Concert Review: Lan Shui’s Farewell – Singapore Symphony Orchestra – Mahler Symphony No. 2 |26 Jan 2019

All photo credits – Singapore Symphony Orchestra

Mahler Symphony No. 2 in c minor

Miah Persson (soprano)
Anna Larsson (mezzo-soprano)
Singapore Symphony Chorus & Youth Choir
Hallelujah Chorus
Singapore Bible College Community Choir. Canticorum
The Choir of the Transylvania State Philharmonic
The Philharmonic Chamber Choir, Singapore
Eudenice Palaruan (choral director)
Wong Lai Foon (choirmaster)

Singapore Symphony Orchestra

Lan Shui, conductor

Esplanade Concert Hall
Saturday, 26 January 2019

Review by Derek Lim

Everybody remembers their first time. I remember the first time I heard Lan Shui conduct Mahler with the Singapore Symphony Orchestra like it was yesterday. It was 1997, he had just become Music Director, and he conducted the Fifth at the Victoria Concert Hall. I was seated at the nose-bleed seats in Circle, looking down at the orchestra all crammed on stage. I was in awe at his control of the orchestra, how he managed to exhort the musicians to play through the end of the long symphony with so much raw emotion and energy. Then Mahler 1 followed, and it was clear that he knew how the composer ‘went’.

A young and ‘emo’ music-lover who thought nothing of listening to Mahler twice a day, I was delighted that our national orchestra’s Mahler performances were of such a high standard and I looked forward to each one. I’ve wept (and cheered) at more of Lan Shui’s SSO Mahler concerts than I care to admit. Only his Mahler 2, back in 2003, didn’t move me as the rest of his interpretations.

So when the SSO announced that Lan Shui was programming Mahler’s 2nd symphony as his last two performances with the Singapore Symphony Orchestra as music director, I had high hopes. Would he outdo himself with one last hurrah?

In short, no. Tonight’s performance was a pale reflection of what we know possible from Lan and the SSO. So safely interpreted, with so much unrealised and yet marred by so many mistakes, it was an unworthy send-off for the man who had devoted 22 years of his life to the orchestra as its music director.

The Allegro maestoso started off tentatively, with the funereal introduction stated at a fast-ish tempo. The first hints that not all would be alright showed up right away, with a surprisingly indifferently played first theme on the oboe with little attempt at phrasing.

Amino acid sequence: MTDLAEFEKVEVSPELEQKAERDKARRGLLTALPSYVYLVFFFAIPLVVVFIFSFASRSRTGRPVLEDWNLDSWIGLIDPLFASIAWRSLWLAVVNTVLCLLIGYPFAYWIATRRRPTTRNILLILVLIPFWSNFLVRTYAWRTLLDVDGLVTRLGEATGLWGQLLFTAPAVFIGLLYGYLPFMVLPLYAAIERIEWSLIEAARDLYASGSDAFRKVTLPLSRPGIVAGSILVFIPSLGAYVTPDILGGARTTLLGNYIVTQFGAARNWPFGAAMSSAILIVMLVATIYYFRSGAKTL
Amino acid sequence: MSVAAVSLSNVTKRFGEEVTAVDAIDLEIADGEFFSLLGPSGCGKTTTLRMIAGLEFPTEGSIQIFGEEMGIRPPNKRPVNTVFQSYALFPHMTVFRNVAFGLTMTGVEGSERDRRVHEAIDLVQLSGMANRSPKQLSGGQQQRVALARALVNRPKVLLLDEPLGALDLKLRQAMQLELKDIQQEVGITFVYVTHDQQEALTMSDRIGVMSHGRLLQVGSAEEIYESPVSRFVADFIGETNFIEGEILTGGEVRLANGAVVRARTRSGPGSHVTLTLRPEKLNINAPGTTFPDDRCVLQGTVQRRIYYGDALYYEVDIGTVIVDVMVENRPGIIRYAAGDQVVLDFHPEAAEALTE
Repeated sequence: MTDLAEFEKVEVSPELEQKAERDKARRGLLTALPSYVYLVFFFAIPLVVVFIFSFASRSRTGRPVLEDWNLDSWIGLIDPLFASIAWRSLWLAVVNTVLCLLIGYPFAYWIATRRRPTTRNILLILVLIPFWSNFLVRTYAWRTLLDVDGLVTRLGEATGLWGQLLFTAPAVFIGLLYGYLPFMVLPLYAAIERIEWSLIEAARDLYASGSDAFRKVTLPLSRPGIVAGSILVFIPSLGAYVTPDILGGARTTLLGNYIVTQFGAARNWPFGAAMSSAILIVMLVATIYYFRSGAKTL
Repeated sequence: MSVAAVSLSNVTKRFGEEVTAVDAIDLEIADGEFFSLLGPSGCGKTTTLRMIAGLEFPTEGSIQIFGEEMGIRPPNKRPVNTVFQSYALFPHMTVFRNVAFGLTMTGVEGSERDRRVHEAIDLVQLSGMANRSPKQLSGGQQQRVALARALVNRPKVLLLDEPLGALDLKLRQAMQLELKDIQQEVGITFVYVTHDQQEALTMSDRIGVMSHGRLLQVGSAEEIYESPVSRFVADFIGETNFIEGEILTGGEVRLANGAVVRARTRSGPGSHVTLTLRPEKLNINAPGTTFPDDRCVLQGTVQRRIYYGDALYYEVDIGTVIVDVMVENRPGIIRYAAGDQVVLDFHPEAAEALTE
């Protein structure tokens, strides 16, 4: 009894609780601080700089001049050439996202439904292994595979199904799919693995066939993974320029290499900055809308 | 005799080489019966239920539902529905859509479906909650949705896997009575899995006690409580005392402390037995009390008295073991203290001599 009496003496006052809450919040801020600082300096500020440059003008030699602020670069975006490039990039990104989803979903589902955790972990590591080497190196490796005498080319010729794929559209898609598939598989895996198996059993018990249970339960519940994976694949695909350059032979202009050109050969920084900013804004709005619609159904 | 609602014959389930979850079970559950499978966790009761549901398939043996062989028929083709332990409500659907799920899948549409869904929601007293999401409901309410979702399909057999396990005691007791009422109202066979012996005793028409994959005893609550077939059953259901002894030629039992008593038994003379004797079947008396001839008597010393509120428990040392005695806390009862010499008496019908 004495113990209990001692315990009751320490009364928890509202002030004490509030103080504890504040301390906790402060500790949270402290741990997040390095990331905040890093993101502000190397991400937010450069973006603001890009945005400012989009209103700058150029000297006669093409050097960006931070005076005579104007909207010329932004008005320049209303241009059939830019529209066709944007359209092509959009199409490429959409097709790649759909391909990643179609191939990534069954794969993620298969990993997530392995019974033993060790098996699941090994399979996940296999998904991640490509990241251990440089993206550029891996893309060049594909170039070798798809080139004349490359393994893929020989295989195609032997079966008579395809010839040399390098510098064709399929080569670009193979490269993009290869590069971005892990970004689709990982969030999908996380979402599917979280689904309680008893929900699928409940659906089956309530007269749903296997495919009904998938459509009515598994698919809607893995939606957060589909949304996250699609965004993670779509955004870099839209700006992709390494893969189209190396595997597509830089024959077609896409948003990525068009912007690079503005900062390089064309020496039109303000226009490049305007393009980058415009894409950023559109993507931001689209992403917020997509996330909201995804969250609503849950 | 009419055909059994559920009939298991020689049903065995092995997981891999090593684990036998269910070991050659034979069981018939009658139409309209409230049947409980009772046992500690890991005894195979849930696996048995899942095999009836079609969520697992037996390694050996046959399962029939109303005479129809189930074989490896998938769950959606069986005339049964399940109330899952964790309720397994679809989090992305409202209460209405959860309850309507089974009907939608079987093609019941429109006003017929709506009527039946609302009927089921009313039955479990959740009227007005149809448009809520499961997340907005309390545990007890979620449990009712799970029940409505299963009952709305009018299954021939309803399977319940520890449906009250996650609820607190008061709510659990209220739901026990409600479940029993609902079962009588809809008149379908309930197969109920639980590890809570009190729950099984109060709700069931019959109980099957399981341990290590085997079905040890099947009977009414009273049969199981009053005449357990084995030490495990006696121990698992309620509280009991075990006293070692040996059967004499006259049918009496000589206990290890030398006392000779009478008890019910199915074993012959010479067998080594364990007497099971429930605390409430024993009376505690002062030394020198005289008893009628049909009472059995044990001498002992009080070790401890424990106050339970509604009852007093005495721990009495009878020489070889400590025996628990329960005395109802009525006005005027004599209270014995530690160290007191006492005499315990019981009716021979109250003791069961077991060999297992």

Mahler’s exposition is short, but contains all the seeds of what is to come – you can usually tell what a conductor’s vision of the symphony is by its end. Tonight, at the end of the first theme, the full orchestral tutti with its hammered-in brass chords was underpowered, unheroic – a harbinger of things to come. Lan Shui moulded the stratospheric second theme with lots of rubato, more dreamy than yearning – not in itself a problem, but he was unable to summon up the momentum to bring out the music’s pain and fury when it turns from major to minor.

The modified exposition repeat brought more confidence in execution and a particularly beautifully played second theme this time around. But the development was again uncommitted, with missed entries (a particularly glaringly absent oboe answer to the flute’s statement before the Dies Irae section), and generally undisciplined rendering of rhythms and dynamics, with little orchestral colour.

There were moments, to be sure – the collapse at the climax was particularly effective, and an extended caesura between the orchestral cries was an inspired touch. But these were mostly overshadowed by the impression that the musicians were feeling their way through the music, and that perhaps Lan Shui hadn’t ‘lived in’ this symphony as he had with the other Mahler symphonies. And so it continued, with passage after passage unfurling without his classic insights and sensitivity. By the time the coda comes along, the listener should be left emotionally shattered. I was left cold.

The second movement, Andante moderato, followed after a short break to allow the singers to come onstage. Taken briskly, this was the single best-played movement, with some real warmth in the Ländler, though there was something resolutely unsentimental about Lan Shui’s take on it, and few smiles even in the central pizzicato passage.

The Scherzo started off strong, with timpani beats silencing an unready audience, bringing some lovely work on the clarinets, and later the flutes and piccolos – finally some colour! But the quick tempo exposed ensemble issues and didn’t allow accents on the strings to be brought out. Mahler’s droll humour fell through like a joke with a mistimed punchline. Minor issues, unfortunately, compared to the pseudo-academic counterpoint passage between the higher and lower strings before the fanfare, where things threatened to fall apart amidst two different tempos. The fanfare itself was timidly played, and the beautiful, idyllic, trumpet quartet passage later had serious balance issues that prevented the melody from being heard clearly. The cry of disgust came and went without much impact whatsoever.